Then the lattice is screwed onto the two supports.
Thursday, September 21, 2017
Then we extend that with additional rocks, working our way towards the front.
We pick stones and position them to form the River of Rocks, but also to carefully conceal the valve for irrigation Zone 9, so it will be easy to find when we next need to.
Eventually, we have selected and placed rocks all the way back to the front border.
The next step is to dig out the dirt under each rock, so as to make it flat, stable, and level with the dirt. The rocks closest to the gate have to allow the gate to be opened. There are significant root issues from the Elm tree, so this takes longer than expected.
But finally we have all the rocks placed, and leveled. We can fill in with dirt.
As a final step, we transplant monkey grass in-between the rocks.
Monday, September 18, 2017
A long time ago, when we dug up this area before, for the French drain, we removed the small border that separated the yard from the beds. Now we need to replace that border and continue it to the edge of the yard. Continuing the border will make this corner by the gas meter an extension of the bed in the front of the house. We will then extend the River of Rocks from the back yard out to the new border.
So the first job is to dig the trench for the extended border.
Then we pour cement into the trench to create a base and mortar stones in to create the border. We want the stones to be rough-cut, to match the "rustic" nature of the existing border. This ended up being more difficult than we remember -- all the stones we found were "sawed" and so smooth on two (opposite) sides. Eventually we found some cast-offs, but instead of our normal 4x4, they were 8x4, and being cast-offs, somewhat irregular in shape. (Texas Wholesale Stone, $32.72)
But we adjusted the cement base to compensate for the irregular shape of the stones and mortared them in to create a smooth extension of the existing stone border, but twice as deep. (4 bags of Quikrete plus a bag of mortar from Home Depot, $20.35)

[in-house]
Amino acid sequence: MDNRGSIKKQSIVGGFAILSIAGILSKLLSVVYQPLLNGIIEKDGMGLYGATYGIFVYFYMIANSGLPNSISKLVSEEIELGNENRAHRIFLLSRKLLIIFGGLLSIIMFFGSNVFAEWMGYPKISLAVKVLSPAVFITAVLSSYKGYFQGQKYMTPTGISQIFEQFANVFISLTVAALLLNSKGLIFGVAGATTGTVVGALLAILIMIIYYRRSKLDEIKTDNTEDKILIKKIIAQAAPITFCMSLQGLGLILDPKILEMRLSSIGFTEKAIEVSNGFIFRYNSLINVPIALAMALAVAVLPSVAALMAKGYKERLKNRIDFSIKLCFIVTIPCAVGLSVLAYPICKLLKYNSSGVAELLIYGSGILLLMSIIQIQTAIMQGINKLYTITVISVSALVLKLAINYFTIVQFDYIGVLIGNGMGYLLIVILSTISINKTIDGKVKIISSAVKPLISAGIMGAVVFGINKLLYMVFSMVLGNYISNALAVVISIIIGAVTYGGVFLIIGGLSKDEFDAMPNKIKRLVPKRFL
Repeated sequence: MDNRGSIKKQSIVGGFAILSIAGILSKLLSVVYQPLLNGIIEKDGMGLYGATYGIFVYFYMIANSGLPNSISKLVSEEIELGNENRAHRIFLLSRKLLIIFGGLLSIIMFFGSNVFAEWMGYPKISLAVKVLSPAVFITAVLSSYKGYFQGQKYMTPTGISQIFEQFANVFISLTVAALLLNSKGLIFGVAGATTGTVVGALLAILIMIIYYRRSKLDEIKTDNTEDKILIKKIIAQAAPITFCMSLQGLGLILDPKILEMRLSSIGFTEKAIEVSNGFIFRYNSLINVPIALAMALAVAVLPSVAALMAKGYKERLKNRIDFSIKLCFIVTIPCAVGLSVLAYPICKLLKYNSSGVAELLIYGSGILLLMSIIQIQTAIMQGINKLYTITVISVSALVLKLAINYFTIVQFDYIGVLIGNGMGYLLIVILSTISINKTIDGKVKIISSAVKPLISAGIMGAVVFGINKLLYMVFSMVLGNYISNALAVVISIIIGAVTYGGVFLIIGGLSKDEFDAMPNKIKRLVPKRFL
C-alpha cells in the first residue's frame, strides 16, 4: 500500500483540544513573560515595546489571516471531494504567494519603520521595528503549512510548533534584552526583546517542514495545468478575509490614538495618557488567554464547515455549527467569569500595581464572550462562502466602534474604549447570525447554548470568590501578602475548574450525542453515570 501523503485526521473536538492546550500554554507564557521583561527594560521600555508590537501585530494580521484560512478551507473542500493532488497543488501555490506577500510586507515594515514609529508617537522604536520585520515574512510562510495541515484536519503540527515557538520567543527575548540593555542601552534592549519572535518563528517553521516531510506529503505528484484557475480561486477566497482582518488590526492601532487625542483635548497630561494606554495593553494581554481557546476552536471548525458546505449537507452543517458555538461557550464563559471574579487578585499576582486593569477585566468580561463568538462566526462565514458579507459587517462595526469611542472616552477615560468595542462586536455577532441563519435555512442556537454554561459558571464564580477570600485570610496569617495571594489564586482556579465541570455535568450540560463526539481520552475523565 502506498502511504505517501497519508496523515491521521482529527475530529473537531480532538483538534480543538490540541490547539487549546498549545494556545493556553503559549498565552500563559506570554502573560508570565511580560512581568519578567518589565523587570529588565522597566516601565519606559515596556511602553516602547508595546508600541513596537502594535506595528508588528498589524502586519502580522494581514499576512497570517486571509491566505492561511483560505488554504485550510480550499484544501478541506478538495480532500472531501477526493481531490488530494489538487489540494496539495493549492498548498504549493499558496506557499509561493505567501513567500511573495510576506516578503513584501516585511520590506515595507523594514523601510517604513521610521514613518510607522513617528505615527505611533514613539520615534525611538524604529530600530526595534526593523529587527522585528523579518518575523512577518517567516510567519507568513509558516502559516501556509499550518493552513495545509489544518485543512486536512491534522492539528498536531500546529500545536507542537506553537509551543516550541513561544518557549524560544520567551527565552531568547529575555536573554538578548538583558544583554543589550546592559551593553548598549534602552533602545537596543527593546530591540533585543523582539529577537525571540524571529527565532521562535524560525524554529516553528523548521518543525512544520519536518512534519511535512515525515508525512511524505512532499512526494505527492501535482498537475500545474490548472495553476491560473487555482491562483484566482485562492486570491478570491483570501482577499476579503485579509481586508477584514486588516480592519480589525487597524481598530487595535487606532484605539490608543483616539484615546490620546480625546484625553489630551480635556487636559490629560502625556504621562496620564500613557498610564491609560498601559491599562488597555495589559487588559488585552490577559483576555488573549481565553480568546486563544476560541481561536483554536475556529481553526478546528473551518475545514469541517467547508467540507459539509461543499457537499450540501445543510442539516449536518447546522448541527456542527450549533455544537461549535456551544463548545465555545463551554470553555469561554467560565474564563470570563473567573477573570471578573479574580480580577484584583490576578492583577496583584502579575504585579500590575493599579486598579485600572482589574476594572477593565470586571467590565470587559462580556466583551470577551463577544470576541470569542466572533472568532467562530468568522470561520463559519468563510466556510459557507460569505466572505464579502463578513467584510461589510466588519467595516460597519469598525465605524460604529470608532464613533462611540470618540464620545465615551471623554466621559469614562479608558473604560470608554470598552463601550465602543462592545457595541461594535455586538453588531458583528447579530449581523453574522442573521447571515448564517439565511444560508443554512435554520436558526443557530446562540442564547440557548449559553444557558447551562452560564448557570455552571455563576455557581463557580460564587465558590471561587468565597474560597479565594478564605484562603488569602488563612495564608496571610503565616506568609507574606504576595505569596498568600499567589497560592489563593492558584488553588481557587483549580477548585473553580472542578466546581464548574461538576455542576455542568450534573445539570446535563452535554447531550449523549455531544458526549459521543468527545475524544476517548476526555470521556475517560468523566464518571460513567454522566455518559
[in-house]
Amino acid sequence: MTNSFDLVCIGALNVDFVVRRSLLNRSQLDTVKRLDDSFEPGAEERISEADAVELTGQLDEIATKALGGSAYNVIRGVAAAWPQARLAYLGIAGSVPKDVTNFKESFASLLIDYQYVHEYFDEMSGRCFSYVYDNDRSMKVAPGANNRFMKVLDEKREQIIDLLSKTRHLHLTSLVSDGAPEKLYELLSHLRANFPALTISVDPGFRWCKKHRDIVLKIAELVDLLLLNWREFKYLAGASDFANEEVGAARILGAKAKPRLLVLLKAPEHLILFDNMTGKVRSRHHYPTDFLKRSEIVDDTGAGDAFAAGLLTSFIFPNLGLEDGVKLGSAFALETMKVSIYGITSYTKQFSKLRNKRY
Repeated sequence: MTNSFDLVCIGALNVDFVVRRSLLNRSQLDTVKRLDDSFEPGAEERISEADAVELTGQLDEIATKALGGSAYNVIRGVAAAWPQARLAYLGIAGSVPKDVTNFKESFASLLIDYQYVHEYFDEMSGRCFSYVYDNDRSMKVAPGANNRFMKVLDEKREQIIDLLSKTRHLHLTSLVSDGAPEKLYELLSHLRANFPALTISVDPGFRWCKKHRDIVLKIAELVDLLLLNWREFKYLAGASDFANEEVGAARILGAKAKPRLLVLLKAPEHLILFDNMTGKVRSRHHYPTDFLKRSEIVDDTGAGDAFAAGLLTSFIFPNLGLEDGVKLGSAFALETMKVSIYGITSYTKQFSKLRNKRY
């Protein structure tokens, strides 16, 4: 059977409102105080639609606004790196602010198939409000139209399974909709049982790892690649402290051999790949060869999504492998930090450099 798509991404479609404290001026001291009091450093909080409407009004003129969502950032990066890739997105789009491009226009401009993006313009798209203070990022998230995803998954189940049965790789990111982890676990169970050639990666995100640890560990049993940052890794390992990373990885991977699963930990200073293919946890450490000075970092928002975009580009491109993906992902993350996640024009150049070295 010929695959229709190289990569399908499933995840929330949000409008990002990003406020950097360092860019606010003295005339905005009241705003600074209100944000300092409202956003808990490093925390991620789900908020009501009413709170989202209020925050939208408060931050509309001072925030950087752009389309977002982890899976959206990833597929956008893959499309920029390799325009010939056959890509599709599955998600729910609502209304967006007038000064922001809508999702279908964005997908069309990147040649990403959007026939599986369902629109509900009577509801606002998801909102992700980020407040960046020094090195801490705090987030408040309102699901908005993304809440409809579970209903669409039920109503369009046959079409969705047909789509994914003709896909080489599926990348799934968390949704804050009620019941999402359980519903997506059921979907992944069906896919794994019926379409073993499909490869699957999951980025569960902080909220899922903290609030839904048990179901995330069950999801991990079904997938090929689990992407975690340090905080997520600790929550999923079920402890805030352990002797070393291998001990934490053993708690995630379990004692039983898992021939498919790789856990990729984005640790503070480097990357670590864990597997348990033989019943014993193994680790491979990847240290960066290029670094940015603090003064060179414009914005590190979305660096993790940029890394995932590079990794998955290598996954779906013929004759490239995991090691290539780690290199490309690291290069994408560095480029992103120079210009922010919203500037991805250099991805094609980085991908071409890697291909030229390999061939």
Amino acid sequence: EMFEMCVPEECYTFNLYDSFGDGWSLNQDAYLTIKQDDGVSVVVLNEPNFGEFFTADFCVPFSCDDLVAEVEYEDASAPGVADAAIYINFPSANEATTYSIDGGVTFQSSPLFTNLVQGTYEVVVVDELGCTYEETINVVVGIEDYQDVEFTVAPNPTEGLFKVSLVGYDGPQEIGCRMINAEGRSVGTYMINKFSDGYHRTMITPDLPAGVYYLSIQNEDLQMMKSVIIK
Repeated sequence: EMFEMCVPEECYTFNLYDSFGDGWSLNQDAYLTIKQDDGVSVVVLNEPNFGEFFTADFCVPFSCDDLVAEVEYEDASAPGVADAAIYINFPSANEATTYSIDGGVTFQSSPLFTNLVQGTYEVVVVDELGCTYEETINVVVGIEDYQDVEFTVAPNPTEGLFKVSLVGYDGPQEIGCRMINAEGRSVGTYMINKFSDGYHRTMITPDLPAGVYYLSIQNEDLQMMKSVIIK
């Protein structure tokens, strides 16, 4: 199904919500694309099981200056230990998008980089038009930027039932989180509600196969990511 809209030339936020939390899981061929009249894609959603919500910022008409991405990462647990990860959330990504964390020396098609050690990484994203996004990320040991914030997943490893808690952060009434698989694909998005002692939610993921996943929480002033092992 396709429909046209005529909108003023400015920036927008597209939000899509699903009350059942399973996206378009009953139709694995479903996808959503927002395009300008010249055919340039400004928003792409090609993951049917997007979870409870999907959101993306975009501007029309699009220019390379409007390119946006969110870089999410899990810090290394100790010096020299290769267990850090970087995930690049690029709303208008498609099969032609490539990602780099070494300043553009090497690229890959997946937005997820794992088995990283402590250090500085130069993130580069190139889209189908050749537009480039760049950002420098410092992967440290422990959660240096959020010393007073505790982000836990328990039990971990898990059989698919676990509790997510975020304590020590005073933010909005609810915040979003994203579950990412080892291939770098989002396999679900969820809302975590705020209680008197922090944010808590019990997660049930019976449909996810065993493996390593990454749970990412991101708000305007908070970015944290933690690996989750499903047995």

With the border in place, we then purchased a cubic yard of dirt (Whittlesey Landscape Supplies, $40.95) and put it in the newly defined bed, to fill in and smooth out.
Wednesday, August 16, 2017
First problem is finding the valve. I eventually found it, after some trial digging, and looking at the old photos from when the area near the gas meter was dug up years ago.
I contacted American Irrigation Repair, since they had done good work on previous irrigation system repairs that are over my head, and they came out after about 2 weeks.
They agreed that it was the valve -- the wiring is okay, but the value didn't work, so they replaced it. $223.61.
I took advantage of the need to replace the valve, to redo some of the plumbing. There are two heads for Zone 9 that are for the front lawn. All the others are for beds in the West Side and around to the back. So instead of the previous T connection, they put in a 90 degree turn to go to the back of the house, only.
The next day, I trenched from the nearest head on Zone 10 -- for the front bed, near the corner of the house, over to one of the two heads for the front lawn, and connected them.
Then I capped off the part of the pipe near the Zone 9 valve, and now the two front lawn heads are on Zone 10, which covers this entire side of the front lawn. Zone 11 does the other side, between the driveway and the sidewalk.
Tuesday, June 13, 2017
Overtime, dirt washed down the lawn on the West side of the house and into the Blue Rock Pool, particularly when we had really heavy rains. In theory, the Rock Retaining Wall, and the terracing of the land in the Shallows should have fixed that (plus raising the level of the rock topping the upside of the pond). So if that is true, then it is time to clean out the Blue Rock Pool. It is buried in leaves and mud, and even has plants growing in the pool.
The first step is to remove the layer of blue rocks.
That gets us down to the underlying fill rock.
and that needs to be removed and washed and then put to the side while we continue to dig the fill rock out of the pond.
Washing the rocks was not as easy as I thought it would be. Eventually I settled on a screen over two wheelbarrow tubs, with an additional PVC structure to support the screen.
We dug out, washed and set aside rocks on the sidewalk, the patio, and even behind the raised garden. There was a lot of rock.
The pond is a rough trapezoid, 123 inches by 64 inches, by 84 inches by 60 inches. It varies from 21 to 26 inches deep. That makes it about 86 cubic feet or over 3 cubic yards.
But eventually, all the fill rock is washed and put back in place.
We then put down a layer of weed barrier and covered that with the Mexican blue rock.